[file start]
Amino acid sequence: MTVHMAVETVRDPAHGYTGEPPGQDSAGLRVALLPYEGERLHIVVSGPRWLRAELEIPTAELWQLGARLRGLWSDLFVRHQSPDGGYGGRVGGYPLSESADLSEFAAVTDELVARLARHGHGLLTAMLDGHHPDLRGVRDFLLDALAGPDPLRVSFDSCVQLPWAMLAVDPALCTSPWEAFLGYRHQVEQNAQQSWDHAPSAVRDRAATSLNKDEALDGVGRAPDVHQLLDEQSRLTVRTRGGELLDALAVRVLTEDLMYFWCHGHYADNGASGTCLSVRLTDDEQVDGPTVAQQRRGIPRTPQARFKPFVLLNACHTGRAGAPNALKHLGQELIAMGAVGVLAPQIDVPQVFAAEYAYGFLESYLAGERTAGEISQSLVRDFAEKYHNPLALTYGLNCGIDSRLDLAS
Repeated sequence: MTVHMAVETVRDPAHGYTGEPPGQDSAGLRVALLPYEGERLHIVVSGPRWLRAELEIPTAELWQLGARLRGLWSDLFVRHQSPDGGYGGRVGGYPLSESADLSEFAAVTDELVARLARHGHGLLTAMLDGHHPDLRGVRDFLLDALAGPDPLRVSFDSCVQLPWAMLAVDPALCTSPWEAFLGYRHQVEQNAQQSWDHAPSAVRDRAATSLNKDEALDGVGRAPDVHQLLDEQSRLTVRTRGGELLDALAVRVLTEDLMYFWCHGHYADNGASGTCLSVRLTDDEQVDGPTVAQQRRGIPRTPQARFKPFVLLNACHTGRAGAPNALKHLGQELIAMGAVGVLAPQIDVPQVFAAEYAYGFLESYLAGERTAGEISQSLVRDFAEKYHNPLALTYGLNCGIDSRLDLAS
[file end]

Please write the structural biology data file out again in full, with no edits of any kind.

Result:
Amino acid sequence: MTVHMAVETVRDPAHGYTGEPPGQDSAGLRVALLPYEGERLHIVVSGPRWLRAELEIPTAELWQLGARLRGLWSDLFVRHQSPDGGYGGRVGGYPLSESADLSEFAAVTDELVARLARHGHGLLTAMLDGHHPDLRGVRDFLLDALAGPDPLRVSFDSCVQLPWAMLAVDPALCTSPWEAFLGYRHQVEQNAQQSWDHAPSAVRDRAATSLNKDEALDGVGRAPDVHQLLDEQSRLTVRTRGGELLDALAVRVLTEDLMYFWCHGHYADNGASGTCLSVRLTDDEQVDGPTVAQQRRGIPRTPQARFKPFVLLNACHTGRAGAPNALKHLGQELIAMGAVGVLAPQIDVPQVFAAEYAYGFLESYLAGERTAGEISQSLVRDFAEKYHNPLALTYGLNCGIDSRLDLAS
Repeated sequence: MTVHMAVETVRDPAHGYTGEPPGQDSAGLRVALLPYEGERLHIVVSGPRWLRAELEIPTAELWQLGARLRGLWSDLFVRHQSPDGGYGGRVGGYPLSESADLSEFAAVTDELVARLARHGHGLLTAMLDGHHPDLRGVRDFLLDALAGPDPLRVSFDSCVQLPWAMLAVDPALCTSPWEAFLGYRHQVEQNAQQSWDHAPSAVRDRAATSLNKDEALDGVGRAPDVHQLLDEQSRLTVRTRGGELLDALAVRVLTEDLMYFWCHGHYADNGASGTCLSVRLTDDEQVDGPTVAQQRRGIPRTPQARFKPFVLLNACHTGRAGAPNALKHLGQELIAMGAVGVLAPQIDVPQVFAAEYAYGFLESYLAGERTAGEISQSLVRDFAEKYHNPLALTYGLNCGIDSRLDLAS